Lean Six Sigma at Your Firm: Extra/Over-Processing

Lean Six Sigma at Your Firm: Extra/Over-Processing

According to Debbie Foster, a partner with Affinity Consulting Group in Tampa, businesses need to implement a policy of Continuous Improvement. This means periodically re-evaluating processes to ensure that they are not extraneous or outdated. Foster says value is anything a client is willing to pay for. Waste is the opposite. She cites the textbook definition of over-processing as doing more than necessary to get a job done. While it’s important to do everything needed to complete a job for a client, it’s important not to spend excessive time and resources on extraneous things that, in the long run, add […] Read more

First-Time Abatement: An IRS Hidden Treasure

First-Time Abatement: An IRS Hidden Treasure

Have you received a notice from the IRS, stating you owe money and/or have had penalties and interest applied? The IRS sends thousands of these letters to taxpayers every year. At Nichols & Company, we always recommend you send a copy of your notice to us and let us handle the matter on your behalf.

Occasionally, notices address issues such as failure to file, failure to pay, or failure to deposit. Any of these issues are eligible for resolution using a first-time abatement (FTA).  There are certain circumstances where an FTA will be honored, and we are well aware of what […] Read more

I moved — Are any of my expenses tax deductible?

I moved — Are any of my expenses tax deductible?

Good news! If your move was job-related, you could be looking at some tax deductions. Here are some helpful tips to determine what is relevant:

-The move must be within a year of your start date at the new job.

-Your new job must be at least 50 miles farther from your old home.

-You need to work full-time at your new job at least 39 weeks in the first year. (If self-employed, you must work full-time for at least 78 weeks during the first two years at the new location.)

Also, remember to keep track of all move-related items, such as receipts, bills, […] Read more

Estate Planning: Does it make sense to hire Cut-Rate Counsel?

Estate Planning: Does it make sense to hire Cut-Rate Counsel?

One of the best gifts you can give your loved ones is the peace of mind that comes with a will and estate planning. In fact, at Nichols & Company, we encourage all of our clients to, at the very least, have a last will and testament.

These days there are a plethora of legal documents available online; but, do these documents really fit your needs? According to Mike Mahoney of Columbus CEO, using online legal tools and documents might end up causing unwanted problems—and those problems may only surface at the reading of your will. While online sites might work […] Read more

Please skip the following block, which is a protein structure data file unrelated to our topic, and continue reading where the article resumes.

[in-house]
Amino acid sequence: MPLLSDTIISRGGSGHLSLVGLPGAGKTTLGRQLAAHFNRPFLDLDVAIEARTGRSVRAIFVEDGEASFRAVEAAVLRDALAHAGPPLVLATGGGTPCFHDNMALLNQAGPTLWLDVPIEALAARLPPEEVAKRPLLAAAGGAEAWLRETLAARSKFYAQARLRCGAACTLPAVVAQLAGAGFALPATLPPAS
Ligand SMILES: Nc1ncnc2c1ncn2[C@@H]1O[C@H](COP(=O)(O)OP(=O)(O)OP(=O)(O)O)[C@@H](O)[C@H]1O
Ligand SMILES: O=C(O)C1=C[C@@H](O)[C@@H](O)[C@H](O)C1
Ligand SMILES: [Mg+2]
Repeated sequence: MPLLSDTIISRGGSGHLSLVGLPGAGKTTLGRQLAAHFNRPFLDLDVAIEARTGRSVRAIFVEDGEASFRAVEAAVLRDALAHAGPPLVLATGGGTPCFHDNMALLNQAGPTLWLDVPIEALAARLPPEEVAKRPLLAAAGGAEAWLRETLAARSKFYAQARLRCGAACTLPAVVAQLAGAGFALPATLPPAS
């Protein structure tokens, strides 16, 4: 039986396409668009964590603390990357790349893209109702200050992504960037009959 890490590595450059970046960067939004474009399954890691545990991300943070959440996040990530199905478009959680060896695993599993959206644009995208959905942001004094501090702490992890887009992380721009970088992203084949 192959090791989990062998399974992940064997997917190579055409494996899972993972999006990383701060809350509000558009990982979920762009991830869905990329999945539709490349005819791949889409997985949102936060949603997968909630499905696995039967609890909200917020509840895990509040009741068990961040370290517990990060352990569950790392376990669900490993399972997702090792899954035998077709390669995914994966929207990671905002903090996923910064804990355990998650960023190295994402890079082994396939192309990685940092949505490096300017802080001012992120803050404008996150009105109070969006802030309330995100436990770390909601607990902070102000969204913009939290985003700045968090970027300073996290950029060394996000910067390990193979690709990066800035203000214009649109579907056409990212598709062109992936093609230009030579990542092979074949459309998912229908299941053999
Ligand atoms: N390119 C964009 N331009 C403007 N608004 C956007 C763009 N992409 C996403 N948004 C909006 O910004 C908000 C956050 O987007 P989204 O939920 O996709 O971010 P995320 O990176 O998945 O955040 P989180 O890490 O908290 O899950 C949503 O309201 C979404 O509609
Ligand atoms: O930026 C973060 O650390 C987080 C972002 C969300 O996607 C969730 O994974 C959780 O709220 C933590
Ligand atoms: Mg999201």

Are you really in business?  Racing enthusiast lacked profit motive for racing business, finds Tax Court

Are you really in business? Racing enthusiast lacked profit motive for racing business, finds Tax Court

Your hobby or your for-profit business venture? Sometimes it’s hard to differentiate how the government classifies what you are doing. Roger Russell at Accounting Today spells out the nine specific criteria used by the government to evaluate whether your business is really a business or a hobby. The criteria include: 1) the manner in which the taxpayer carried on the activity; 2) the expertise of the taxpayer or his or her advisors; 3) the time and effort expended by the taxpayer in carrying on the activity; 5) the success of the taxpayer in carrying on other similar or dissimilar activities; […] Read more

Entrepreneurs– Commit Yourself to the Turn

Entrepreneurs– Commit Yourself to the Turn

Much like downhill skiing, changing direction in business requires “committing yourself to the turn.” If you stick with the turn and work through it, you’ll find yourself heading the right direction. However, if you waiver, you might find yourself facing a steep downhill slope—literally or metaphorically. To keep your organization moving in the right direction, stick with your decisions and see them through, even if there are some consequences. Once you work through the hard parts, your journey could be down gentler slopes.

Read more at costcoconnection.com

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New Business? Which Entity Type is Right for me?

New Business? Which Entity Type is Right for me?

When establishing a business, it is important to consider what type of entity your business will be. Aren’t they all the same, you ask? Why no, they are not. Your accountant can be very helpful in determining what type of entity your business should be, as well as helping you to file the proper paperwork. According to Kelly Phillips Erb at Forbes, “entity choice can determine shareholder & partner numbers and identity; equity structure, control & management, as well as what kind of funding you might be eligible to receive.”

The following are types of entities:

Sole Proprietorship
General & Limited Partnerships
Limited Liability […] Read more

When Paper Beats Cash—helping executives measure the value of stock options

When Paper Beats Cash—helping executives measure the value of stock options

Employees these days have a number of factors to consider when going into a new job and negotiating compensation. Is it better to have a higher salary and fewer stock options? Or a lower salary and more stock options? According to an informal survey conducted by Forbes magazine, most employees have no idea how to place a value on options and make a clear decision. Factors to consider are:

Vesting (will you still be with the company by the time your options vest?);
Expiration (the options probably expire if a private company never goes public while you are there);
Liquidity (it’s possible your […] Read more